ACLU Asks U.S. Supreme Court to Review Iowa's Sex Offender Residency Restriction
FOR IMMEDIATE RELEASE
DES MOINES -- The Iowa Civil Liberties Union announced today that its is asking the Supreme Court to overturn Iowa's unprecedented law that restricts where sex offenders with victims under the age of 18 can reside. The Court will likely decide by the end of the year whether to hear the case.
As the second state in the nation to pass such a law, Iowa restricts nearly every registered sex offender from residing within 2,000 feet of a school, day care facility or registered in-home childcare provider.
"This law is not only a law enforcement nightmare, but it also breaks up families, separating parents from their children, causing homelessness and -- unless changes are made -- will likely cost the taxpayers of this state millions," said ICLU Executive Director Ben Stone. "Our jails and prisons likely are going to be filled with law-abiding citizens who served their sentence years ago, but who will be incarcerated again simply because they cannot find a place to live under this law," he added.
When the law went into effect in July 2002, the ICLU quickly filed a class-action lawsuit on behalf of all affected sex offenders and succeeded in getting a ruling from U.S. District Court Judge Robert Pratt in February 2004 that the law was unconstitutional. This past summer, a three-judge panel of the United States Court of Appeals overturned the ruling. The full court of appeals declined to rehear the case by a one-vote margin.
The ICLU maintains that the residency restrictions are ineffective because they do not focus on offenders who are a threat to small children and do not prevent predators from traveling to areas where children could be abducted.
At the same time, the statute amounts to the unconstitutional punishment of "banishment," the ICLU said. Indeed, maps of Des Moines and many Iowa municipalities show there is hardly anywhere for a sex offender to live.
Typically entire cities are blocked off because of the number and size of circles drawn around targeted facilities and homes.
Since September 1 of this year, law enforcement officials have been scrambling to commence enforcement of the law. Most jurisdictions have been sending law enforcement officers to the doors of registered sex offenders telling them they have to move or face arrest.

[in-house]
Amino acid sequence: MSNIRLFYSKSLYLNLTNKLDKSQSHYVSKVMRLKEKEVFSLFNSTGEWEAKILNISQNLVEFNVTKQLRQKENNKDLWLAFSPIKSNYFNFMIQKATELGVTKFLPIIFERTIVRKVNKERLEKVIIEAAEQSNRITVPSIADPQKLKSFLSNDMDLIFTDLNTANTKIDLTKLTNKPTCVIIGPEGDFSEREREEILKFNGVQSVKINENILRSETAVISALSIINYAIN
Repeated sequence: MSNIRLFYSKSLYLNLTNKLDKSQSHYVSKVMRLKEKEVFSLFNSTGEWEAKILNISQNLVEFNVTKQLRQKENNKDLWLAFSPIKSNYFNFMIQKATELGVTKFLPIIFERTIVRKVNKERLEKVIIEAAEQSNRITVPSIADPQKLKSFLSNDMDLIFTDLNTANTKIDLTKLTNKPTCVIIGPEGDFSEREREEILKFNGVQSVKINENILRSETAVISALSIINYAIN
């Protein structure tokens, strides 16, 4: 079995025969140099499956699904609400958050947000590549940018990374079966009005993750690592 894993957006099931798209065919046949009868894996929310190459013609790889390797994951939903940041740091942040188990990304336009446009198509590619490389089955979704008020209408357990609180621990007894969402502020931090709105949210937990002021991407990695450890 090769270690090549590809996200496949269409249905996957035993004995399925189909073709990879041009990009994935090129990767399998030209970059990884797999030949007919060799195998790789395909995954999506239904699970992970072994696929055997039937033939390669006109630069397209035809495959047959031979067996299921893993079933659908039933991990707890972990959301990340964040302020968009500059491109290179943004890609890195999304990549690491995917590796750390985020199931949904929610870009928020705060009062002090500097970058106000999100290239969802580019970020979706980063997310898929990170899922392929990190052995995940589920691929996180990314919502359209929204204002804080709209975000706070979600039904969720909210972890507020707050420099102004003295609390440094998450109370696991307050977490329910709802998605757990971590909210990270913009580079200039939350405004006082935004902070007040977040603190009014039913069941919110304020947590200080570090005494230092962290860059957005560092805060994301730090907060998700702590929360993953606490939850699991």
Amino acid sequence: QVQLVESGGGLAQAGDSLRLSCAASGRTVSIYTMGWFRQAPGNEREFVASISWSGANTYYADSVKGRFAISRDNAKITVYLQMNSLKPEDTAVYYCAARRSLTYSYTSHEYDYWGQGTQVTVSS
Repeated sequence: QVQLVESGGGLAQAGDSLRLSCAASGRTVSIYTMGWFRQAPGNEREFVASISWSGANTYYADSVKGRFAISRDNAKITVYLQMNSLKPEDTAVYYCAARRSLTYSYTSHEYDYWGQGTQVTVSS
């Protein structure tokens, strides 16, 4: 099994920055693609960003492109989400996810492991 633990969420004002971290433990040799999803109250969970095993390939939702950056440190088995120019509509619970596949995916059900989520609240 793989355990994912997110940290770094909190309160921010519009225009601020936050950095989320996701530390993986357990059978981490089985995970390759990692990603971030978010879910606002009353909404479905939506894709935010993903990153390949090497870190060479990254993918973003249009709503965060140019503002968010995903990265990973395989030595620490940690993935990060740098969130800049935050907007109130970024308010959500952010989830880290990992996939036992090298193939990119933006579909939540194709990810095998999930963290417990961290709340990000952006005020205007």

The ICLU said it is important for people to realize that the law is sweeping in whom it covers, both in scope and time.
"The 2,000-foot rule applies equally to all kinds of people who don't fit the public perception of the typical sex offender," Stone said. "The law covers cases where a 19-year-old had sex with a 15-year-old, as well as persons who pled guilty to exposing themselves at a party. And, perhaps most significantly, the law has no time limit -- middle-aged fathers with wives and children who have had no criminal convictions for decades are being forced to leave their families."
In its petition for appeal, the ICLU urged the Justices to review the statute promptly because towns and cities across the nation are quickly adopting laws and ordinances banning sex offenders from living in their jurisdictions. In fact, it has been reported that the eastern Iowa town of Ely, which did not have a school or day care, passed an ordinance banning sex offenders from residing in nearly the entire town. Similar legislation is being passed or proposed in many states.
For example, in a September 15, 2005 interview with the South Florida Sun Sentinel, Florida State Representative Rep. Susan Goldstein, who recently introduced such a bill in the Florida legislature, said the goal is "to get these people out of our neighborhoods and hopefully out of our state."
The name of the ICLU litigation is Does I, II & III v. Miller, et al. The case was originally filed in the U.S. Court for the Southern District of Iowa, Case No. 3:03-cv-90067. The lead counsel for the ICLUF is Phil Mears from Iowa City, Iowa.